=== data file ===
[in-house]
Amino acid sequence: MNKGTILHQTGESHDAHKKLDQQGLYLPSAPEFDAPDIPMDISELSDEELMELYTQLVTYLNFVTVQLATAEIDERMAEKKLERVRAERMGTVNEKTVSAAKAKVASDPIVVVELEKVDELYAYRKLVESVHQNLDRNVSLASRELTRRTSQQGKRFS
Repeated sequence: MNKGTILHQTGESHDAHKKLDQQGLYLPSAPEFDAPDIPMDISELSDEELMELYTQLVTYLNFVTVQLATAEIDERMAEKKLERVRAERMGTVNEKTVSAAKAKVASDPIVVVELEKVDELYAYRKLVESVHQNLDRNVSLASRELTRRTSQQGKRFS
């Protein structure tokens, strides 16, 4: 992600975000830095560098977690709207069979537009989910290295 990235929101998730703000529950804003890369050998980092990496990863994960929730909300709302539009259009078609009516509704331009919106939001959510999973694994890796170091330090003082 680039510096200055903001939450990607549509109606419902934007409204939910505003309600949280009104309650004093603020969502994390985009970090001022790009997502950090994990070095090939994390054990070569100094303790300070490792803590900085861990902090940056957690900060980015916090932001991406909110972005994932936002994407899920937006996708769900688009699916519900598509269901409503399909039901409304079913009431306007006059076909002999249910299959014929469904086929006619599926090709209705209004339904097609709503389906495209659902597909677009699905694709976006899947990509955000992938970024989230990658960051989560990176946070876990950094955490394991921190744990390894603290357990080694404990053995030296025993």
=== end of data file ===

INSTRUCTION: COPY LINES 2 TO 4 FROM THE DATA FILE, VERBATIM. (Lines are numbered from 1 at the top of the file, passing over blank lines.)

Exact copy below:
Amino acid sequence: MNKGTILHQTGESHDAHKKLDQQGLYLPSAPEFDAPDIPMDISELSDEELMELYTQLVTYLNFVTVQLATAEIDERMAEKKLERVRAERMGTVNEKTVSAAKAKVASDPIVVVELEKVDELYAYRKLVESVHQNLDRNVSLASRELTRRTSQQGKRFS
Repeated sequence: MNKGTILHQTGESHDAHKKLDQQGLYLPSAPEFDAPDIPMDISELSDEELMELYTQLVTYLNFVTVQLATAEIDERMAEKKLERVRAERMGTVNEKTVSAAKAKVASDPIVVVELEKVDELYAYRKLVESVHQNLDRNVSLASRELTRRTSQQGKRFS
């Protein structure tokens, strides 16, 4: 992600975000830095560098977690709207069979537009989910290295 990235929101998730703000529950804003890369050998980092990496990863994960929730909300709302539009259009078609009516509704331009919106939001959510999973694994890796170091330090003082 680039510096200055903001939450990607549509109606419902934007409204939910505003309600949280009104309650004093603020969502994390985009970090001022790009997502950090994990070095090939994390054990070569100094303790300070490792803590900085861990902090940056957690900060980015916090932001991406909110972005994932936002994407899920937006996708769900688009699916519900598509269901409503399909039901409304079913009431306007006059076909002999249910299959014929469904086929006619599926090709209705209004339904097609709503389906495209659902597909677009699905694709976006899947990509955000992938970024989230990658960051989560990176946070876990950094955490394991921190744990390894603290357990080694404990053995030296025993």